Rep. Tim Ryan On Trade Steps He'd Like To See Trump Take As White House officials begin trade talks in Beijing, Democratic Rep. Tim Ryan talks to David Greene about his support for the tariffs on China that are intended to protect manufacturers in Ohio.
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Rep. Tim Ryan On Trade Steps He'd Like To See Trump Take

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Rep. Tim Ryan On Trade Steps He'd Like To See Trump Take

Rep. Tim Ryan On Trade Steps He'd Like To See Trump Take

Rep. Tim Ryan On Trade Steps He'd Like To See Trump Take

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As White House officials begin trade talks in Beijing, Democratic Rep. Tim Ryan talks to David Greene about his support for the tariffs on China that are intended to protect manufacturers in Ohio.

DAVID GREENE, HOST:

A high-level U.S. delegation is in China today. It's being led by Treasury Secretary Steven Mnuchin. These talks with China come as the two countries seem on the brink of a trade war. China has reacted angrily to President Trump's tariff threats. Senior Chinese officials say China is not going to be backing down. And it's not just the Chinese who are concerned. The European Union and other allies are still waiting to hear whether they will be included in the tariffs. Let's talk to one person following this very closely, Democratic Congressman Tim Ryan of Ohio, who joins us. Good morning, Congressman.

TIM RYAN: Good morning.

GREENE: So you have steel producers in your district, as you've spoken about on our air before, and last time we spoke, you said you were supporting President Trump's imposing tariffs on China to help domestic producers. Is that still your position?

RYAN: Yeah. I mean, you know, you look at areas like Youngstown, Ohio, or the industrial Midwest - China's been cheating for years, and they've been dumping products artificially, lowered the prices. For example, as I've said before, you know, their final product lands on the shores of the United States, and it's the same price as the American companies' raw material costs. That's how much they are manipulating the system and supporting their own businesses and dumping these products. And it's wiping out steel across the country, not to mention what they do with intellectual property and a variety of other things.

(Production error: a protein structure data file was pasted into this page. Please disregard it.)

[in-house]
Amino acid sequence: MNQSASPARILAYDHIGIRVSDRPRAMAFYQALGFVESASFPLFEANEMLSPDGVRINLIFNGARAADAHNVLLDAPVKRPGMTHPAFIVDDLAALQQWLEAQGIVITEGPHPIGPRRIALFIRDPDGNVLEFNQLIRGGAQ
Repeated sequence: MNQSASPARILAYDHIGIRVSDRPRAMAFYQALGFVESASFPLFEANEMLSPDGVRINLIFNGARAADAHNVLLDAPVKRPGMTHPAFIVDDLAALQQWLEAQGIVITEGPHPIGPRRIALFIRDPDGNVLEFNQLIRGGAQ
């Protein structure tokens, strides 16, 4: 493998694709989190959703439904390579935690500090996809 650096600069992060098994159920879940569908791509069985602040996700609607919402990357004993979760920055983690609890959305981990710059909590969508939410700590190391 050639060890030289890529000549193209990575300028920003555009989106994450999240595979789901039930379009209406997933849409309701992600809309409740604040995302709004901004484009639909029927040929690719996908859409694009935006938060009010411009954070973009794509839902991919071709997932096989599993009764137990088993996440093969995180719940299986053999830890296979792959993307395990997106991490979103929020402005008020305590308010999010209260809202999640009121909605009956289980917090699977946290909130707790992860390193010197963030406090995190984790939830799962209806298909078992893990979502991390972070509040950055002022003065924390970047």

GREENE: So you support this - these talks in Beijing, and I would imagine you want the Trump administration to get as tough as they can on China. Is that right?

RYAN: Yeah. I mean, we have to take a stand on this. They've been cheating on this issue, on intellectual property and other issues as well. I'm not supporting the idea that - you know, we don't want a trade war. We have to figure out how to work this out. The problem we have is that there is no strategy in the United States. This is my - you know, I don't know what the president and the administration is going to do now. You know, China has a long-term economic plan that they have, a 20-year plan, a 30-year plan, a 50-year plan, 100-year plan. We're operating in a 24-hour news cycle, and we better have a larger strategy as we start to take on this huge economic force.

GREENE: But wait, I thought the president at least seems to say that he has a strategy. It's to impose these tariffs, which, I mean, in theory, would level the playing field, help steel producers. I mean, there are a lot of critics who have a lot of concerns about this approach, but if you want producers like those in your district to be supported, isn't that a strategy that you're getting behind? What should be different?

RYAN: It's a tactical move. It's not part of a comprehensive strategy we have against China. You know, China - for example, the huge tax cut was $2 trillion, and a lot of that money we're going to borrow from China. That puts us in a position of weakness with China. China is going into places like Africa, getting raw materials to continue to feed its economic machine. They have a long-term strategy. They want to be in the top 10 - in the top 10 - or they want to be No. 1 in the top 10 sectors of the economy in the next five to 10 years. They're building bases in Africa. They're going to wind, solar, renewables, battery-powered cars. I mean, they have this comprehensive strategy. We - we're working a 24-hour news cycle here.

GREENE: Well, I'm just trying to understand - you know, you're being critical of President Trump and this White House and the 24-hour news strategy - the 24-hour strategy as you say. So what can you and other Democrats who are with you on this do in terms of working with the White House to get the tariffs you want and make the changes to this strategy that you feel are necessary?

RYAN: Well, part of it is having people in the State Department having a long-term, sophisticated, diplomatic operation, being in touch with China, continuing to talk to them and having a relationship with them in the long term but also having an economic strategy of our own in that region of the world, making sure that we are competing globally, we're not retreating from, you know, NATO and our relationships that we have militarily and diplomatically in that region, and letting our friends and allies know that we are going to be with them and compete in this global economy. There's none of that going on right now in the Trump administration. And so this comes off to most of us as a one-off.

GREENE: That is Congressman Tim Ryan, Democrat of Ohio, speaking to us this morning. He has a lot of steel producers in his district, and there's a top-level U.S. delegation talking about trade in China today. Congressman, thank you.

RYAN: Thanks for having me.

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